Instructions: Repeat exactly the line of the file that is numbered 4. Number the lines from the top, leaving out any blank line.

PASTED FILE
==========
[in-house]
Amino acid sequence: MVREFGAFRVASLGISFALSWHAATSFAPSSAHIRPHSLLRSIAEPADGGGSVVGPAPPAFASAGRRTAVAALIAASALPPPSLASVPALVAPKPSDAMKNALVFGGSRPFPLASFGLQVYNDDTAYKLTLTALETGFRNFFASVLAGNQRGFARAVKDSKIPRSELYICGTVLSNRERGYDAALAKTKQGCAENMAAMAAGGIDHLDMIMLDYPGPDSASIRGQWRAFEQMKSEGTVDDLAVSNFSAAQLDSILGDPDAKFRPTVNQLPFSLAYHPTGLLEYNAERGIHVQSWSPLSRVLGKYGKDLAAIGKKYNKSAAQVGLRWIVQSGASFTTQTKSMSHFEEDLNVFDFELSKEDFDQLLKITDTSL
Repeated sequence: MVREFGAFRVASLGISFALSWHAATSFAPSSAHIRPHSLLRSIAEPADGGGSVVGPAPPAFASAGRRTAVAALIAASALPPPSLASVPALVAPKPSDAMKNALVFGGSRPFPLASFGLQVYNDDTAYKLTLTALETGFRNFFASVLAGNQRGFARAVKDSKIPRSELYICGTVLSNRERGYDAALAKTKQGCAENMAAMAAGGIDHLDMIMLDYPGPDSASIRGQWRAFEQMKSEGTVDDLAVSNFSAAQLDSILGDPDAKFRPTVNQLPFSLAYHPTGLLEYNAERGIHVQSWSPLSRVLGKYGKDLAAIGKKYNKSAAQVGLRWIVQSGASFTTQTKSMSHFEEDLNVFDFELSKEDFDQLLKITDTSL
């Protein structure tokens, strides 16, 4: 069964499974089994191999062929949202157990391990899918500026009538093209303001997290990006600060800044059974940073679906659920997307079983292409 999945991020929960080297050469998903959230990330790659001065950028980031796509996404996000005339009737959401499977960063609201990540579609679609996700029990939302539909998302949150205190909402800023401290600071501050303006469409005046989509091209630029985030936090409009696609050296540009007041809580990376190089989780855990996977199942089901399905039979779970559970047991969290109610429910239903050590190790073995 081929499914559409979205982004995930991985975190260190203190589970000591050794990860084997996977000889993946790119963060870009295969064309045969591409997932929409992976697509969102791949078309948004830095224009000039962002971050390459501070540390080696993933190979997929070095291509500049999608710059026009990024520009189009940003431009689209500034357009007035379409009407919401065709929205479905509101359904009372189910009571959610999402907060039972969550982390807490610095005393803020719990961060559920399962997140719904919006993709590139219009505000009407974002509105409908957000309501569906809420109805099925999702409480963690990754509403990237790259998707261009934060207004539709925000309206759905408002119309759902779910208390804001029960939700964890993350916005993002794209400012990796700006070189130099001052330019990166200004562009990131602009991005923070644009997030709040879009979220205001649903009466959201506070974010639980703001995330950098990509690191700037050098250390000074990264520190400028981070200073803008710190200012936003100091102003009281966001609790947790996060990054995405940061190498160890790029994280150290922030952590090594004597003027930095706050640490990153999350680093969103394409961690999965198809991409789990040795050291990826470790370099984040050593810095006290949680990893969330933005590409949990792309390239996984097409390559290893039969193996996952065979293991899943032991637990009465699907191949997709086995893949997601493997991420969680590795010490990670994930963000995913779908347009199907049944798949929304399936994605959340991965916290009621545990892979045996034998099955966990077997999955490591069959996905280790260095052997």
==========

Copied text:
């Protein structure tokens, strides 16, 4: 069964499974089994191999062929949202157990391990899918500026009538093209303001997290990006600060800044059974940073679906659920997307079983292409 999945991020929960080297050469998903959230990330790659001065950028980031796509996404996000005339009737959401499977960063609201990540579609679609996700029990939302539909998302949150205190909402800023401290600071501050303006469409005046989509091209630029985030936090409009696609050296540009007041809580990376190089989780855990996977199942089901399905039979779970559970047991969290109610429910239903050590190790073995 081929499914559409979205982004995930991985975190260190203190589970000591050794990860084997996977000889993946790119963060870009295969064309045969591409997932929409992976697509969102791949078309948004830095224009000039962002971050390459501070540390080696993933190979997929070095291509500049999608710059026009990024520009189009940003431009689209500034357009007035379409009407919401065709929205479905509101359904009372189910009571959610999402907060039972969550982390807490610095005393803020719990961060559920399962997140719904919006993709590139219009505000009407974002509105409908957000309501569906809420109805099925999702409480963690990754509403990237790259998707261009934060207004539709925000309206759905408002119309759902779910208390804001029960939700964890993350916005993002794209400012990796700006070189130099001052330019990166200004562009990131602009991005923070644009997030709040879009979220205001649903009466959201506070974010639980703001995330950098990509690191700037050098250390000074990264520190400028981070200073803008710190200012936003100091102003009281966001609790947790996060990054995405940061190498160890790029994280150290922030952590090594004597003027930095706050640490990153999350680093969103394409961690999965198809991409789990040795050291990826470790370099984040050593810095006290949680990893969330933005590409949990792309390239996984097409390559290893039969193996996952065979293991899943032991637990009465699907191949997709086995893949997601493997991420969680590795010490990670994930963000995913779908347009199907049944798949929304399936994605959340991965916290009621545990892979045996034998099955966990077997999955490591069959996905280790260095052997």